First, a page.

Oxford University College votes to remove portrait of Queen Elizabeth II

Students of the Magdalen College Middle Common Room said the image represents Britain's ‘recent colonial history.’

One of the main issues tabled before the committee of student representatives of the Magdalene College at its recent meeting was whether or not the portrait of the British monarch should remain on display in the common area. This came up as part of efforts to make the common room more welcoming. 10 students voted to have the image removed with two going against the motion.

Excerpts from that students’ meeting stated that:

For some students, depictions of the monarch and the British monarchy represent recent colonial history.

Student level decision

President of Magdalen College, Barrister Dinah Rose clarified that the decision of the students does not represent that of the college or the university for that matter. However, she expressed her support for the right of everyone including these students to exercise ‘free speech’ and to engage in ‘political debate.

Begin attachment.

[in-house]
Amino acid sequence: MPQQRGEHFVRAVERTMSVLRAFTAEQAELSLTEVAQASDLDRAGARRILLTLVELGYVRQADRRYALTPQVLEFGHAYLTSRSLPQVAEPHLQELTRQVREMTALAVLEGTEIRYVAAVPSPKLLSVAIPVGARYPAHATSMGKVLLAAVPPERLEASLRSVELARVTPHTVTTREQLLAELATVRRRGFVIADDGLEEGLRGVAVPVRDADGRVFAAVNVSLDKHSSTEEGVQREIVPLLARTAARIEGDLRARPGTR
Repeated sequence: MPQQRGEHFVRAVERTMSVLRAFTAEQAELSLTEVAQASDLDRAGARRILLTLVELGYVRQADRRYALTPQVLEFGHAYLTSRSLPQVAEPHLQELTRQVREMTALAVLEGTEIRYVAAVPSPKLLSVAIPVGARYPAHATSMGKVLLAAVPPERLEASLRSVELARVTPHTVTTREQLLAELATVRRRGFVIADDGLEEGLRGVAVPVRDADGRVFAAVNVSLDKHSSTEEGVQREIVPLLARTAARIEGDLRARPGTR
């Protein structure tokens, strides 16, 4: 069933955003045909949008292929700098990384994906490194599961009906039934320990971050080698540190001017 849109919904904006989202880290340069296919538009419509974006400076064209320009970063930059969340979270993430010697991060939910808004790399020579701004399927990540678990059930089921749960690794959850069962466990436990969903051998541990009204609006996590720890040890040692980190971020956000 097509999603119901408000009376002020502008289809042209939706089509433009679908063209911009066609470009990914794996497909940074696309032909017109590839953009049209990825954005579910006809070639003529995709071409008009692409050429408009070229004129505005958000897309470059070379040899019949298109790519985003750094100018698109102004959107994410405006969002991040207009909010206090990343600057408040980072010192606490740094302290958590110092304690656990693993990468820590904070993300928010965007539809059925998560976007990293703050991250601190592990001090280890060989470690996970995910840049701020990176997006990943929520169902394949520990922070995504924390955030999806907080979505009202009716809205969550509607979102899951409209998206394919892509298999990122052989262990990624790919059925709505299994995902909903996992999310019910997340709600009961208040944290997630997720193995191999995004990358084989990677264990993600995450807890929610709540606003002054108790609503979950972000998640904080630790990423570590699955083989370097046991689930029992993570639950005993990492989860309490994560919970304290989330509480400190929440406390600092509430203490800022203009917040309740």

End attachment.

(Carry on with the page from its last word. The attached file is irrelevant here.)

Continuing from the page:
She took to twitter to throw more light on this issue:

The Middle Common Room is an organisation of graduate students. They don't represent the College. A few years ago, in about 2013, they bought a print of a photo of the Queen to decorate their common room. They recently voted to take it down. Both of these decisions are their own to take, not the College's.

According to her, the photo will be stored away in a safe place.

Can the Queen be cancelled?

As expected, this issue has stirred up quite a bit of controversy with the education secretary, Gavin Williamson describing the move as ‘simply absurd.

She is the Head of State and a symbol of what is best about the UK. During her long reign she has worked tirelessly to promote British values of tolerance, inclusivity & respect around the world.

In her tweets, Barrister Rose implied that some agitated members of the public were issuing 'obscene and threatening messages to college staff.'

She wants these people to stop and think if the Queen would appreciate their reaction to dissenting views and the traditions of free debate.

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